Title 1 of the Americans with Disabilities Act (ADA) of 1990 requires an employer to provide reasonable accommodation for qualified individuals with disabilities who are employees or applicants for employment, unless doing so would cause undue hardship. The design team and the owner are responsible for identifying what reasonable accommodations should and can be made to meet ADA guidelines or requirements.
NOTE: Clean benches are not designed for use with hazardous materials. These are appropriate for use in work with materials that necessitate clean work conditions and should only be used for materials or chemicals that one could safety use on a benchtop.
A well-designed hood, when properly installed and maintained, offers a substantial degree of protection to the user if it is used appropriately and its limitations are understood. Chemical hoods are the best choice, particularly when mixtures or uncharacterized products are present and any time there is a need to manage chemicals using the ALARA principle.
Face velocity is only one indicator of hood performance and one should not rely on it as a sole basis for determining the containment ability of the chemical hood. There are no regulations that specify acceptable face velocity. Indeed, modern hood designs incorporate interior configurations that affect the airflow patterns and are effective at different ranges of face velocity.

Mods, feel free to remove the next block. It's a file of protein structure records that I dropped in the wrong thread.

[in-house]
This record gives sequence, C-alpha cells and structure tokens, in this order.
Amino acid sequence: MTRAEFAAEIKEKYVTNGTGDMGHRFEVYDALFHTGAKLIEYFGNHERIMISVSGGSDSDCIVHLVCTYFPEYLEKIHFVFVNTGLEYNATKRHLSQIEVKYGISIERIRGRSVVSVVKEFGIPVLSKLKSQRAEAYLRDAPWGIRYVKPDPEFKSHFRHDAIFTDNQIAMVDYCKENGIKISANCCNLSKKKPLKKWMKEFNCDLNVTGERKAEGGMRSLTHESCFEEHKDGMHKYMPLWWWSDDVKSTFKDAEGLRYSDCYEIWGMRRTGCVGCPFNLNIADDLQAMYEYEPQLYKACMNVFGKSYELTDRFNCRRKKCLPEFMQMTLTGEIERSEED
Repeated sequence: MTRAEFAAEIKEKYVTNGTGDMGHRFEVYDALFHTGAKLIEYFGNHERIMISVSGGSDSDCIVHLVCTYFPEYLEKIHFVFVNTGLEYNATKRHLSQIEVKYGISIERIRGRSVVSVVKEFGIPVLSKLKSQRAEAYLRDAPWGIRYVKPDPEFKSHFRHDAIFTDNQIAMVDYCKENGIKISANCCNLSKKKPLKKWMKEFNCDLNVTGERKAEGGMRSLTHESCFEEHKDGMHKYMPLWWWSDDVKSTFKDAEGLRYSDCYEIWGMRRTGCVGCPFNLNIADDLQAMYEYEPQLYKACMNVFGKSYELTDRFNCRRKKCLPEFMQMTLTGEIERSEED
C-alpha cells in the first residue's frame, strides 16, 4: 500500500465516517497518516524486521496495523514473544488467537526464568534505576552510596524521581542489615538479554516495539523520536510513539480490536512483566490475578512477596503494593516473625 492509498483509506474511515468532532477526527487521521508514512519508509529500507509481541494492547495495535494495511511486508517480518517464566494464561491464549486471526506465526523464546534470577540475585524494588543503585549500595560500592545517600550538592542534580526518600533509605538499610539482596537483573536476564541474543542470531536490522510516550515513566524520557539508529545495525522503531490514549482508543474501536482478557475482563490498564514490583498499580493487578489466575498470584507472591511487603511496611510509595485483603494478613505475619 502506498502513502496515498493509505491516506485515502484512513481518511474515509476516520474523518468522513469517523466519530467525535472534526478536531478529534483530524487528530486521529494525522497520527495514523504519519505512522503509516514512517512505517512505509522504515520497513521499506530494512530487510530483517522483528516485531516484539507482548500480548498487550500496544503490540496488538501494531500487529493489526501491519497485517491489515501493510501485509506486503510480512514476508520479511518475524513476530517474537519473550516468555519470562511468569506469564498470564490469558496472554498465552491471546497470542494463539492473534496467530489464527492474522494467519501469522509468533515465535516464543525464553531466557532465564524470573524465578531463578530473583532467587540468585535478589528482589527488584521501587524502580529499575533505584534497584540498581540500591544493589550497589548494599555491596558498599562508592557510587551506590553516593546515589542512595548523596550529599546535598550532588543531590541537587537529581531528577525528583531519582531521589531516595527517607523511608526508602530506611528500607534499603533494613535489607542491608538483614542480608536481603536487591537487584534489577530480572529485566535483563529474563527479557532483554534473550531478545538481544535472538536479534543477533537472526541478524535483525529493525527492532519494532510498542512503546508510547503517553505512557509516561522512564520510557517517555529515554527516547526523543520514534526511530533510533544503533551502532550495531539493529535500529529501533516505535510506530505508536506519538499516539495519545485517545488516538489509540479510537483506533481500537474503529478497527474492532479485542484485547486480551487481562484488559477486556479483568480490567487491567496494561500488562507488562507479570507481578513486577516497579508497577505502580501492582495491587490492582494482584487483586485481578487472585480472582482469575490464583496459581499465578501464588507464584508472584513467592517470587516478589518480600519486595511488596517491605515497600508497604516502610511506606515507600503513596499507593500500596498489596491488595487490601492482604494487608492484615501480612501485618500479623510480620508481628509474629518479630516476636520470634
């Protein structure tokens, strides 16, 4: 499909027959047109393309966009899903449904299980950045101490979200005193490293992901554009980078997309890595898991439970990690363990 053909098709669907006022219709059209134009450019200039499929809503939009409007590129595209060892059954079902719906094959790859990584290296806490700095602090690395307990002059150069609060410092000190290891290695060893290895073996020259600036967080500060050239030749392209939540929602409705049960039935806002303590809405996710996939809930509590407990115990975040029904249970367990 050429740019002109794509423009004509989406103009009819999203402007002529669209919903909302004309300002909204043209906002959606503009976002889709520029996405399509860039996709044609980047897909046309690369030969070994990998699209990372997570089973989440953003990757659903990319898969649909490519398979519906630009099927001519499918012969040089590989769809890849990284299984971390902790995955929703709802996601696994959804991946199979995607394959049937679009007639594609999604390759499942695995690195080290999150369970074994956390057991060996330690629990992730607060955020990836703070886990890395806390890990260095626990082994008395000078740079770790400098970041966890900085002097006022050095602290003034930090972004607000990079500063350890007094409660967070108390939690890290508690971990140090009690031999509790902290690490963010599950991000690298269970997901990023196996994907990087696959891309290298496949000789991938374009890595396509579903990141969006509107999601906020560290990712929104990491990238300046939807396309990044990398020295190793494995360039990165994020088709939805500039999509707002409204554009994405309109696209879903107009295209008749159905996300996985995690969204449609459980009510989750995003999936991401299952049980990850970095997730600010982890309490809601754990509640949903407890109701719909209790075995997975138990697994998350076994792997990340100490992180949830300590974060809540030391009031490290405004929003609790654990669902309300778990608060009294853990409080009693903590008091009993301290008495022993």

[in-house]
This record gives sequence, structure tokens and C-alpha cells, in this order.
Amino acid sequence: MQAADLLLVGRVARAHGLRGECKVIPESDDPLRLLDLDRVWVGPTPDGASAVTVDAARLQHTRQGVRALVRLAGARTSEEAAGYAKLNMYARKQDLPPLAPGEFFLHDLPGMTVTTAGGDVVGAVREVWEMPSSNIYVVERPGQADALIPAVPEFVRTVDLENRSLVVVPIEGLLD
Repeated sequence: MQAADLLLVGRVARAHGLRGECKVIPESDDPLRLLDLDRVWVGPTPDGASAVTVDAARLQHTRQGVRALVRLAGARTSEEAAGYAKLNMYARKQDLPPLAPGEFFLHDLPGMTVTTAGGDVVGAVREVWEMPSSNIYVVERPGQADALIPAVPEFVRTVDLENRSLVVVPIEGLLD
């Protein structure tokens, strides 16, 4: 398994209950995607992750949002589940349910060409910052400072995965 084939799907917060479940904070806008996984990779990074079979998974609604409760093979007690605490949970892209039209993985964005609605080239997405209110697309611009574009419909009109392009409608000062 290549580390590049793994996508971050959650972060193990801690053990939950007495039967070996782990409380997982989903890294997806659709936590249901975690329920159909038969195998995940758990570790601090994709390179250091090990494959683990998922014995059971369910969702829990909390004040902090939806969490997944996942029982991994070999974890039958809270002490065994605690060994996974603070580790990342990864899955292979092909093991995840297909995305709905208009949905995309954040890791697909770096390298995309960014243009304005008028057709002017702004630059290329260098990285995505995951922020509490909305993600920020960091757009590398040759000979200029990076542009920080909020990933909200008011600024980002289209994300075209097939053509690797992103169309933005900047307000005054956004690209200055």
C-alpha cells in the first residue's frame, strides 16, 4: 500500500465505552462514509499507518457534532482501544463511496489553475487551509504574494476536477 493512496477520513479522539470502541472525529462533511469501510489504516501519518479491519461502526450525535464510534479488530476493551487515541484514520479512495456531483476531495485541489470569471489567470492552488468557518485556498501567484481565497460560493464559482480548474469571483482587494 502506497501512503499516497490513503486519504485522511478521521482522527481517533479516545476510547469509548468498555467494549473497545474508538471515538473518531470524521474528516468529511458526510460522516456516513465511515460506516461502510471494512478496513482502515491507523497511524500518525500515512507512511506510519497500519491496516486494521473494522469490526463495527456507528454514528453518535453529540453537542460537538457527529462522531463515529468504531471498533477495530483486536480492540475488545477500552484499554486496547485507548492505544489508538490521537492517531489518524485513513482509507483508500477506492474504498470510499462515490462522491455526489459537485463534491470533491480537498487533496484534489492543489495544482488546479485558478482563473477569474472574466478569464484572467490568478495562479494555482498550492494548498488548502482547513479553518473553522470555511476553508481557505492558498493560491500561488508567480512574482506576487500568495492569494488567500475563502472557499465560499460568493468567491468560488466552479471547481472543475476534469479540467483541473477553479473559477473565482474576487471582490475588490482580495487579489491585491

With the desire for more sustainable laboratory ventilation design, manufacturers are producing high-performance hoods, also known as low-flow hoods, that achieve the same level of containment as traditional ones, but at a lower face velocity. These chemical hoods are designed to operate at 60 or 80 fpm and in some cases even lower. (See section 9.C.22.214.171.124.)
When first installed and balanced, a laboratory chemical hood must be subjected to the ASHRAE/ANSI 110 or equivalent test before it is commissioned. When multiple similar chemical hoods are installed at the same time, at least half should be tested, provided the design is standardized relative to location of doors and traffic, and to location and type of air supply diffusers.
Conventional glass or plastic sashes are not designed to provide explosion protection per ANSI/NFPA (ANSI, 2004; NFPA, 2004). Sash panes and viewing panes constructed of composite material (safety glass backed by polycarbonate, with the safety glass toward the explosion hazard) are recommended for chemical hoods used when there is the possibility of explosion or violent overpressurization (e.g., hydrogenation, perchloric acid).
Performance should be evaluated against the design specifications for uniform airflow across the chemical hood face as well as for the total exhaust air volume. Equally important is the evaluation of operator exposure. The first step in the evaluation of hood performance is the use of a smoke tube or similar device to determine that the laboratory chemical hood is on and exhausting air. The second step is to measure the velocity of the airflow at the face of the hood. The third step is to determine the uniformity of air delivery to the hood face by making a series of face velocity measurements taken in a grid pattern. 2b1af7f3a8